The 166-yard elevated seventh and the dainty 362-yard downhill eighth were both played a tad under par by the field in '82 and neither should cause grief.
In all, the field played these seven holes just .06 stroke over par last year, with Nos. 6, 7, 8 and 10 all playing under par.
The 12th is an idyllic, out-of-the-way 188-yard par 3 that requires a demanding, well-defined shot; it's target golf at its best. The left side of the green is open and safe, the right is trapped and tricky and closer to the stick. Stay below the hole. It's slick up top and the back trap is a nightmare.
Next comes the roller-coaster 13th and 14th, 445- and 439-yard par 4s with elevated tees and greens. They "epitomize thinking man's golf," says Harris.
You need a huge drive on the 13th to avoid a downhill long-iron shot to an elevated green; except for the buried lie in the parking lot, that may be the toughest shot in golf. Finding a way to get your approach anywhere near the pin in a big-league task.
If the wind is left to right at the 14th, nobody wants to hit; they all just stand up there throwing grass in the wind, stalling and whimpering. The majestic sight from the tee is intimidating. Even if you hit the tilted fairway, you'll probably still undo yourself. The pin's usually tucked right and those PGA egos can't get themselves to aim 15 yards left of the hole, as they should.
The 554-yard 15th, with traps in front, is another typical Congressional par 5 almost nobody can reach in two; Seve Ballesteros got there last year, so now they've let the rough grow in front. Everybody ends up with the same half-wedge third shot.
The 16th is a 211-yard par 3. There's no thinking involved. There's no preferred place to miss. Just aim at the stick. The hole's tee markers should have this inscription: "Shut up and hit a good shot." In '81, Stadler birdied this hole the last three days.
The 411-yard 17th hole--last birdie before the Clubhouse--resembles the fifth and 11th holes in that it favors a risky draw off the tee and rewards a pure drive with a good kick and a short iron to the green.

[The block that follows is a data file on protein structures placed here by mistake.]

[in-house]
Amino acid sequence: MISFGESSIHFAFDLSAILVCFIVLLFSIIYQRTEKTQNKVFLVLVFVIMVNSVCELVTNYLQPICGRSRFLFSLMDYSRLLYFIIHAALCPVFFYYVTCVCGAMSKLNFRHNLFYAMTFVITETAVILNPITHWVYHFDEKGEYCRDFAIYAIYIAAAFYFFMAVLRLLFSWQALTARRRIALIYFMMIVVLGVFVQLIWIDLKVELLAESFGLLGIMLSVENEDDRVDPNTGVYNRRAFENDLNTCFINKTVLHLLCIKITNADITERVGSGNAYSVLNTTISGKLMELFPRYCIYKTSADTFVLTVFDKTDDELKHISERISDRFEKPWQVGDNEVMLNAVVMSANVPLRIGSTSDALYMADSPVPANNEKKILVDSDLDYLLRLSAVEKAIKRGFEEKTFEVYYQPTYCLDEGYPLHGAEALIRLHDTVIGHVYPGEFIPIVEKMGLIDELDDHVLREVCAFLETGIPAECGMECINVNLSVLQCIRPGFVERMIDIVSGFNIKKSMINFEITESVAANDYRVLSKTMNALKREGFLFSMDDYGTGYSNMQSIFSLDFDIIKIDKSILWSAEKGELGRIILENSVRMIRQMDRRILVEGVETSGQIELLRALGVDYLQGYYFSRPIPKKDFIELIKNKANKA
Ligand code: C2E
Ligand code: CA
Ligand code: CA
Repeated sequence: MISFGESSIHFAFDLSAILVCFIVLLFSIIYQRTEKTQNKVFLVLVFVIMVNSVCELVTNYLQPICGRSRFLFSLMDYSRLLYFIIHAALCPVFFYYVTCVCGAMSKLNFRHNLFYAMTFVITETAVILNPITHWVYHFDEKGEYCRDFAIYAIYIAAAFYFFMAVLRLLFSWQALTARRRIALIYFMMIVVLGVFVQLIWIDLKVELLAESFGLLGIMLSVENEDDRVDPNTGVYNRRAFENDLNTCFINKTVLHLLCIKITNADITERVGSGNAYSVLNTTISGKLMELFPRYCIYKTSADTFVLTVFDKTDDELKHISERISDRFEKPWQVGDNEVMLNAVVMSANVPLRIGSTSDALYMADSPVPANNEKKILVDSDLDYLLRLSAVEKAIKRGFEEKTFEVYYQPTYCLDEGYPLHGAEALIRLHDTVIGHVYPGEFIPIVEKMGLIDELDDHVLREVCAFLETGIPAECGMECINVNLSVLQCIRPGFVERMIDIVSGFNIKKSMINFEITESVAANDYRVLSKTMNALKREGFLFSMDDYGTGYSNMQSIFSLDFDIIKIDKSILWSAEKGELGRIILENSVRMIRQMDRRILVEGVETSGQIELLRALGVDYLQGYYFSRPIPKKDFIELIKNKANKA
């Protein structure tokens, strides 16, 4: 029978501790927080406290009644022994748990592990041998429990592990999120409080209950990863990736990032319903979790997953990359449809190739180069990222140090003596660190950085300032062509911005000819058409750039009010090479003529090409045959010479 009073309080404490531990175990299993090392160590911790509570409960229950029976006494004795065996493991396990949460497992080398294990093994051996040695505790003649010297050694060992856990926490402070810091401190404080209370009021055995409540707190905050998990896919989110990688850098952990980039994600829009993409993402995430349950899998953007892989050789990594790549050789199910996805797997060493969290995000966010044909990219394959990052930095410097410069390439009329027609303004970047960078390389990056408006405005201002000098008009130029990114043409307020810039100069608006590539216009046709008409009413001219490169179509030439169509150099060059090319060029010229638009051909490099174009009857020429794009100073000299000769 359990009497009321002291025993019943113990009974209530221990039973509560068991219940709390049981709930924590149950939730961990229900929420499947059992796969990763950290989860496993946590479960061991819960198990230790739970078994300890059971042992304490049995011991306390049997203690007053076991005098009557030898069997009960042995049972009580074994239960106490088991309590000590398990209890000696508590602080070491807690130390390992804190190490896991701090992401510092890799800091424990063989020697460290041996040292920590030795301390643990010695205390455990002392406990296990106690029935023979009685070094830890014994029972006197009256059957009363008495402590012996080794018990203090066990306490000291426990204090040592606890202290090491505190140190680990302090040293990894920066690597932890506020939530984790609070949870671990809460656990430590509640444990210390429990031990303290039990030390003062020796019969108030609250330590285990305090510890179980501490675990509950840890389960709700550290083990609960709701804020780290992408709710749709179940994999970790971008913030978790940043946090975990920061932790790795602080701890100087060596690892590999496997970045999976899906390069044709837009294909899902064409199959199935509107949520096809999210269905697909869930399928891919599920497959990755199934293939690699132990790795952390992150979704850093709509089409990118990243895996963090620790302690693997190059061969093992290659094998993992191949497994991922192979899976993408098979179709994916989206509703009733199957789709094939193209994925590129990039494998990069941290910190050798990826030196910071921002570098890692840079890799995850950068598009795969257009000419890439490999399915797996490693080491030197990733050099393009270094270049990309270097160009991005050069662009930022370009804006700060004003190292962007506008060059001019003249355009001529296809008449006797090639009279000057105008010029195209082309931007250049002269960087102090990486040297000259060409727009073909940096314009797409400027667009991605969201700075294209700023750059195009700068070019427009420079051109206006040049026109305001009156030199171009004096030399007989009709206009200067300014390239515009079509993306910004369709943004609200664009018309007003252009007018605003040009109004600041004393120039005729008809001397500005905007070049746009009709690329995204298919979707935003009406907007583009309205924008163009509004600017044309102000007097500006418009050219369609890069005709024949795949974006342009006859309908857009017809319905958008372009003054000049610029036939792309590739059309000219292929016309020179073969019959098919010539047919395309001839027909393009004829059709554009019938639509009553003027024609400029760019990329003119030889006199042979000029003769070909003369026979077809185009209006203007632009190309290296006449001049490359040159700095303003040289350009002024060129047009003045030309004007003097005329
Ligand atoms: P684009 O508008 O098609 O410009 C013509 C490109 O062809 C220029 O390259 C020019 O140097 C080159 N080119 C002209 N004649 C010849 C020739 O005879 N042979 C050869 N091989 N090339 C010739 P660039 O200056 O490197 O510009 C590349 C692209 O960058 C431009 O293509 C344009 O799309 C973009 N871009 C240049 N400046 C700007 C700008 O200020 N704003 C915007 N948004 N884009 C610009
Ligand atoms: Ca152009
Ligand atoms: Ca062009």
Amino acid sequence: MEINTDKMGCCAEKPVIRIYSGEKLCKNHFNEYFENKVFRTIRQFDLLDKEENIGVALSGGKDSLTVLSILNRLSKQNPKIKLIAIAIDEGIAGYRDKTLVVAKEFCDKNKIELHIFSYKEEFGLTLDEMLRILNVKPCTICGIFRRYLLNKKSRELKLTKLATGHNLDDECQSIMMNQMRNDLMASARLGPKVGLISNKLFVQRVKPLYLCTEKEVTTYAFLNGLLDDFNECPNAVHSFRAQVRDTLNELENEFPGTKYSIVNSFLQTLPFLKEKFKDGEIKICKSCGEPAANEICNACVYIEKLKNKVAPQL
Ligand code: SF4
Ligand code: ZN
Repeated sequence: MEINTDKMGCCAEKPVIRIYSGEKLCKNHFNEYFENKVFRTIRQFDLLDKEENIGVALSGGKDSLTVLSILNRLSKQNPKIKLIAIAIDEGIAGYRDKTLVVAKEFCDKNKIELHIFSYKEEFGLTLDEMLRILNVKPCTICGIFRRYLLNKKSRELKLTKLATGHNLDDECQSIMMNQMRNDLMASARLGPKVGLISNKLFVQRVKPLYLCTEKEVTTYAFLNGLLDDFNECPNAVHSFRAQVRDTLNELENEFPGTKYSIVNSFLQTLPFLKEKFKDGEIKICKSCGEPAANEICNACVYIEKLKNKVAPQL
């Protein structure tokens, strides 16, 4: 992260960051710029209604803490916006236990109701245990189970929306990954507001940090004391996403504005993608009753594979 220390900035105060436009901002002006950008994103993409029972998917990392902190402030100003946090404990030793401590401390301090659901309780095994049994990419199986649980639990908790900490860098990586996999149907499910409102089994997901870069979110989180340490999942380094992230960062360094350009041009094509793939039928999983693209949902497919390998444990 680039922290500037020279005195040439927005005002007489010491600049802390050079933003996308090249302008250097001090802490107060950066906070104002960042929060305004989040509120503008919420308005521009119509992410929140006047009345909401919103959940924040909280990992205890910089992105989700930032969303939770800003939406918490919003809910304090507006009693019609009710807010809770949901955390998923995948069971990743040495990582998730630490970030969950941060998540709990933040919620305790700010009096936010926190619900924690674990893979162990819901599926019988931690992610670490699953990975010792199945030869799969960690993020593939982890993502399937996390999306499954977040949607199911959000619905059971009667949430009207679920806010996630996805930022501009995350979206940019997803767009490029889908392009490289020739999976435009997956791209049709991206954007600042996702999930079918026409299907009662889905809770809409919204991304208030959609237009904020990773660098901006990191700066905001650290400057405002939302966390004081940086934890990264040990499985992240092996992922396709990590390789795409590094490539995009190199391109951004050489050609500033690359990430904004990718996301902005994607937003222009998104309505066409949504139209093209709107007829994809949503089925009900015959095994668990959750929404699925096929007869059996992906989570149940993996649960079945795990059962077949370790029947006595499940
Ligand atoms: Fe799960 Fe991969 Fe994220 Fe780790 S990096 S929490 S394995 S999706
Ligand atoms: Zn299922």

All this leaves is the best hole on the course--the world famous 465-yard 18th with its lake, its woods, its glorious downhill sweep, its spectacular clubhouse. And it's 4.47 stroke average--the highest of any par 4.
The required drive is clearly defined by the woods: hit a 280-yard draw. Don't hook under the willows, and don't push it right into the evergreens. When the pin is back left on the final day, as the gods of golf intended it, the potential champion is faced with a long-iron shot that tests his faith.
Left and long is water and oblivion. Right are traps, and the prospect of a gruesome sand shot. A man with a one-stroke lead on the 72nd hole could do worse than leave his second shot safely short of the green. That's how Stockton won the PGA.
Congressional is an emotional roller coaster for the great player. It's challenge is as much mental as physical. As history proves, it is a test that only the best can pass. SCHEDULE/ADMISSION
Today: 9 a.m.--Practice for professionals. $6; 9 a.m.--14-hole scrambles tournament for amateurs competing in Wednesday's pro-am, Gold Course; 5 p.m.--Clinic by Bobby Clampett and Scott Simpson, practice tee. Clinic is free with any Tuesday admission.
Wednesday: 7:30 a.m.--Pro-am tournament. $15 (grounds only), $22 (grounds and clubhouse).
Thursday: 8 a.m. and 12:30 p.m.--First round. $15, $22.
Friday: 8 a.m. and 12:30 p.m.--Second round. $15, $22.
Saturday: 9 a.m.--Third round. $15, $22.
Sunday: Time to be announced, depending on NBA playoffs--Final round. $15, $22.
USA Cable will televise Friday's second round on a delayed basis from 8 to 10 p.m.; CBS will televise live Saturday (3:30-4:30 p.m.) and Sunday (2-4 p.m. if there is an NBA playoff game; 2:30 to 4:30 p.m. if there is no NBA game). Tickets for the week are $60 (grounds only) and $90 (grounds and clubhouse); children's tickets (grounds only) are available today for $2 and Wednesday through Sunday for $5 daily, if child is accompanied by a paying adult.